The museum houses Henry Mercer's pioneering collection Tools of the Nation-Maker and marks his radically early interest as a cultural anthropologist in the common lives of everyday Americans. From the exterior, the building has a vaguely medieval massing, perhaps recalling the Ephrata Cloister (LA34) in its high roof interrupted with a picturesque array of tiny dormers and chimneys, but its plank-formed concrete is clearly of another order. Entered through a new entrance on the opposite side of the main facade from the intended access point, the building envelopes a multistoried interior court surrounded by balconies that provide access to an encircling array of cell-like rooms on the perimeter that form the organizational system of the collection. Each cell is devoted to housing the tools of a particular craft in a hierarchy that rises from the most primitive crafts at ground level to the most sophisticated products of the contemporary (1915) world. Systems of order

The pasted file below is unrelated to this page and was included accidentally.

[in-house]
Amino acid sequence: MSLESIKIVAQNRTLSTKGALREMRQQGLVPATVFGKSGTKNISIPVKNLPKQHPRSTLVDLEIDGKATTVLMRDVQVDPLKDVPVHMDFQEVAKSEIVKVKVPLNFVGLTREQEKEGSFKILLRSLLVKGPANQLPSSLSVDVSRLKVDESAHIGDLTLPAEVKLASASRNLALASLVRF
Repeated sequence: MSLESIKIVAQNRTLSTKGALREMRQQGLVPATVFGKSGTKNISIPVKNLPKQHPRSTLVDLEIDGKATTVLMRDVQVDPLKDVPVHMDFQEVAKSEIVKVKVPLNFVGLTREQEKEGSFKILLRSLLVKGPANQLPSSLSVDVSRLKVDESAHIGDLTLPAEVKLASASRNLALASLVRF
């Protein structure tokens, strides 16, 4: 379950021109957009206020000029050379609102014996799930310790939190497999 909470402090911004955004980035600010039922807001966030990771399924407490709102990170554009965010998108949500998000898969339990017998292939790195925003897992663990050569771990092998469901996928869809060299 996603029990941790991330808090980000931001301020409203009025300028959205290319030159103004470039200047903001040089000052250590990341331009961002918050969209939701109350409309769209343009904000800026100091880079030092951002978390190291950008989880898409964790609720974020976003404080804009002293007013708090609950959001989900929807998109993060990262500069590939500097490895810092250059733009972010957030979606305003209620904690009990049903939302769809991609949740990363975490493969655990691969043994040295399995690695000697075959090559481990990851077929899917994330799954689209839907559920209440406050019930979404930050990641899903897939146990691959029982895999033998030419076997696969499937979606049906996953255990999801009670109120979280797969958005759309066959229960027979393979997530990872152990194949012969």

The c. 1800 log house on the grounds was moved here from N. Main Street. It exemplifies the ubiquity in southern Pennsylvania of log-built houses.